How can Scandium positively affect the aerospace industry when used as an alloy with Aluminium?
Scandium was first used in aircraft by the Soviet Union during the cold war.
The Russians produced Scandium Oxide from various sources and supplied to the military. The Scandium oxide was then developed and used in lightweight, high-performance AlMgLi-Sc materials for MIG 29 fighter jets which first entered service in 1985 being used in components such as nose cones, missiles, engines, wings, etc.
Aluminium has been critical to aerospace from the first flight to improve performance by reducing weight
1903 – The Wright Flyer
Although the Wright Flyer I was made mainly out of wood, in order to make the engine light enough, it had an aluminium crankcase.
1915 – First Metal Aircraft
Duralumin was used to build the first all-metal plane, the Junkers J1, developed in 1915 by Hugo Junkers, the famous German aircraft designer.
1920s – The Golden Age of Aviation
Al production became much cheaper allowing aluminium alloys to become the mainstream material for aerospace development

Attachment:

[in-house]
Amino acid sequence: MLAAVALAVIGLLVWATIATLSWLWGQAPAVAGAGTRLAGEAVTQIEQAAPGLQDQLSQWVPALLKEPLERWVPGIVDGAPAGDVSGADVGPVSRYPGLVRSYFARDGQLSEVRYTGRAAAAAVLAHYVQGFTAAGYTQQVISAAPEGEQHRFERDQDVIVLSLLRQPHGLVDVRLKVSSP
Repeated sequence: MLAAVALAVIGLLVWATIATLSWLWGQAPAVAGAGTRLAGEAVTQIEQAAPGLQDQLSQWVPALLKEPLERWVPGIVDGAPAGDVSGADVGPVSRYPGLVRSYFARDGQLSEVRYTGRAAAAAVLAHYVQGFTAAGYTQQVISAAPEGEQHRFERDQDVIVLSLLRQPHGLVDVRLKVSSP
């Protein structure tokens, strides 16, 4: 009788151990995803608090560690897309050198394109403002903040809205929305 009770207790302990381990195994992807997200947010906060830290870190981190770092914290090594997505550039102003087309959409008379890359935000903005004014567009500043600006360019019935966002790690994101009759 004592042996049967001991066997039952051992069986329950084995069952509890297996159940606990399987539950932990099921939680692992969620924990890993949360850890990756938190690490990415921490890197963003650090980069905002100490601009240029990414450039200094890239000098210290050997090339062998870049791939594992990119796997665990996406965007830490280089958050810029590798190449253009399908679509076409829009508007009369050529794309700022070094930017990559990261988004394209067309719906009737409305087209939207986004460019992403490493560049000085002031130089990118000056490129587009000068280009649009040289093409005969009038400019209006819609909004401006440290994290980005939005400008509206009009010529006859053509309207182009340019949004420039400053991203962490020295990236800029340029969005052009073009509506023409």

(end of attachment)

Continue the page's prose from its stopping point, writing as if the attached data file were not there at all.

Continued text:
1930s – New Streamlined Aircraft
A new streamlined aircraft shape emerged, enabled because of the use of Aluminium.
The Modern Era – Boing 737
The best -selling commercial jet airliner in history, the Boeing 737, was launched in 1967, using mainly the Al2000 series aluminium alloy.
Today – Al 2024/Al 7075
Until now the most widely used aluminium alloy in aerospace is Al2024 although there has been further refinement.
The future – AlSc AlLi Composites
Nowadays, the focus is on improved emissions. Boeing and Airbus continue to work on new aluminium alloys such as AlLi or AlSc which promise even greater weight reduction and efficiency improvements. High-strength Aluminium alloys remain key airframe materials.
Example – AIRBUS A320
- Operating empty weight (OEW) – approx. 40mt
- 10% weight reduction using Aluminium-Scandium
- 4mt of aircraft weight eliminated
- Anticipation that every 1kg reduction results in 4000 litres of fuel-saving over the entire lifetime of the aircraft – or 16 million litres of fuel.
Alongside aviation, scandium is used in –
- Solid-state fuel cells
- Sports Equipment
- Automotive industry
- Welding wire
- Metal halide lighting
As a resource, Scandium is mainly produced as a co-product alongside other ores. However, the use of Scandium is limited by price due to this – a scandium mine is an expensive venture!
GSA Environmental has developed significant expertise in recovering Sc2O3 from titanium dioxide manufacturing plants; patenting their techniques as a ZERO WASTE OPTION. Recovering the scandium, vanadium, niobium as oxides, iron as goethite, aluminium and titanium hydroxides and in some cases also producing gypsum.
GSAe hydrometallurgy is much lower in capital and operating costs; as well as utilising what would otherwise be another landfilled waste material.
For further information and insight please contact Michael Grimley (firstname.lastname@example.org).